Sunday, May 25, 2014

Darth Vader Died, My Dad (live performance video from May 2013)


Leading up to making/releasing the 'Product' album last year, I had a bunch of videos shot and professionally edited, a few of them made it onto YouTube, though after the launch itself I never quite got around to making the rest of them available online.

So here is my original/definitive poem about my Dad. Originally written close to 6 years ago, the landscape around us, both personal and political, has changed somewhat, as regular readers of this blog will know.   But underlying it all, I think this poem still has honesty and emotional value.

Additionally, I have of course distanced myself from the poetry community and slam poetry in particular. Nevertheless, almost a year ago today, I had a great time at this gig.  Enjoy

(if you are not seeing a playable video window click here)


My Dad couldn’t tell a poem
from a recipe for lentil soup
he has exceedingly little use
for either
that’s just two of the differences between us

in fact for the longest time
all we had in common
was a fondness for Star Trek
and loathing for one another
back then we interacted
only when the school principal
contacted him
your son is in detention
your son is out of control
he’s about to get kicked out
of this school again

those phone calls were my biggest fear
he got mad at my behaviour
I compared him to Darth Vader
likening my Dad to that evil black monster
‘cause how could he be my father?

when I was sixteen
I scratched off his face
from my infant photograph with him
he had no right to hold
who that baby had became
doesn’t know who I am
spend time with me -doesn’t try

confiscated possessions in punishment
things missing from my room
and him already at work
not there so I could show him
how much I hate him
didn’t talk to him for days
for weeks that would have been for-ever
if I could help it
living under his roof
his rules, in his house his Television
his unreasoning bullshit
his face scratched out
I just wanted to punch it in
but couldn’t…
because he was much bigger than me

with the end of high school
our tension eased
without principals calling
we had a kind of agreement in principal
don’t bother me and I won’t be bothered by you
I began working up that HECS debt
we might sometimes sit together watching
some Star Trek

for years it was left at that
until I saw another photograph
with the same face that had I scratched
away from me as a baby
my father’s face in a photograph of me
different hair colour
smaller stature sure
but there his features were
written all over my face
as I left for overseas
I heard him call me his Frankenstein’s monster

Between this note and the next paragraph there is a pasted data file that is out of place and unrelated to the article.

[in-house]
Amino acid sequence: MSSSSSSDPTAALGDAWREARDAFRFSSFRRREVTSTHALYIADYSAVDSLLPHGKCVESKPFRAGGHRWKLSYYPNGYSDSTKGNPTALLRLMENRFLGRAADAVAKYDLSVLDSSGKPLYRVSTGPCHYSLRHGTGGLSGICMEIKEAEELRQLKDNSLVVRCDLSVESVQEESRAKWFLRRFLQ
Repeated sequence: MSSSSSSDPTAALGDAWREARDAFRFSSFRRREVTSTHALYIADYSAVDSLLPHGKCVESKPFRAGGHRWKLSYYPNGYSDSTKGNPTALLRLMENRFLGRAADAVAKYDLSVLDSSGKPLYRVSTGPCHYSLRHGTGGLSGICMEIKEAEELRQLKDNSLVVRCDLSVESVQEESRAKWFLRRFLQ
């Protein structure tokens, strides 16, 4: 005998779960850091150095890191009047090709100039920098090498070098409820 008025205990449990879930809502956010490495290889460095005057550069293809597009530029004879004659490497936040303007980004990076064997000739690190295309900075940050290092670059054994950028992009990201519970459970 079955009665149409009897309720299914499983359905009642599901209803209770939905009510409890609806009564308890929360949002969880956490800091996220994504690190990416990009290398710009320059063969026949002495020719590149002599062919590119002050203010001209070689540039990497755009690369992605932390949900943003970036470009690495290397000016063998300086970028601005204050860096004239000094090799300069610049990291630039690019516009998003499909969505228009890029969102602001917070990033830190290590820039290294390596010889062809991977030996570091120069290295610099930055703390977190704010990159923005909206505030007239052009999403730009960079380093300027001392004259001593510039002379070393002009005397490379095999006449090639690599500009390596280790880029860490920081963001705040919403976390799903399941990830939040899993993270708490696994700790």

let loose in the world
recognising now that I’m assembled
from different components of him
more than facial features
I have found his strengths
and frailties similar to mine

at family gatherings delving into every topic
polite company prefers not to discuss
my poor sisters and mother duck for cover
they will never understand
these globally-warmed heated discussions,
pleading with us for no more
of the exchanges we fire like proxies
for Andrew Bolt and Michael Moore
failing to see the animation twinned in our faces

we both –know- an opinion isn’t worth itself
unless y’can beat someone else
over the head with it
it’s not live at let live
live to not suffer fools,
who are foolish in their foolishness
we’re both convinced we have the monopoly of truth,
then call a truce, agreeing to disagree
having duelled a worthy adversary
we’ve found our unique way to communicate

in years between scratching out his face
and finding it the same one
atop my own head
I re-watched Return of the Jedi
with more analytical eyes
where Darth Vader the begotten dark father dies
unmasked, and redeemed
reborn in the arms of his son

I understand now those vast spaces
between our words
those years lost opposing worlds
generation gaps between cats in cradles
and discs in the DVD player
watching Star Trek together

I know now why I like a good argument
or even a bad one
my father laughs like me, from the belly
he laughs at what I laugh at
in a world that all too often needs laughing at
he enjoys his books and his bikes
a quiet drink and time alone to think

what makes my dad, my Dad makes me, Me.
an apple, not falling far from his tree
his Frankenstein is my Darth Vader

I love him, simply stated
or better articulated
how David said it to Captain Kirk
at the end of Star Trek 2
today Dad the time has come
to say,

“I’m proud… very proud, to be your son.”




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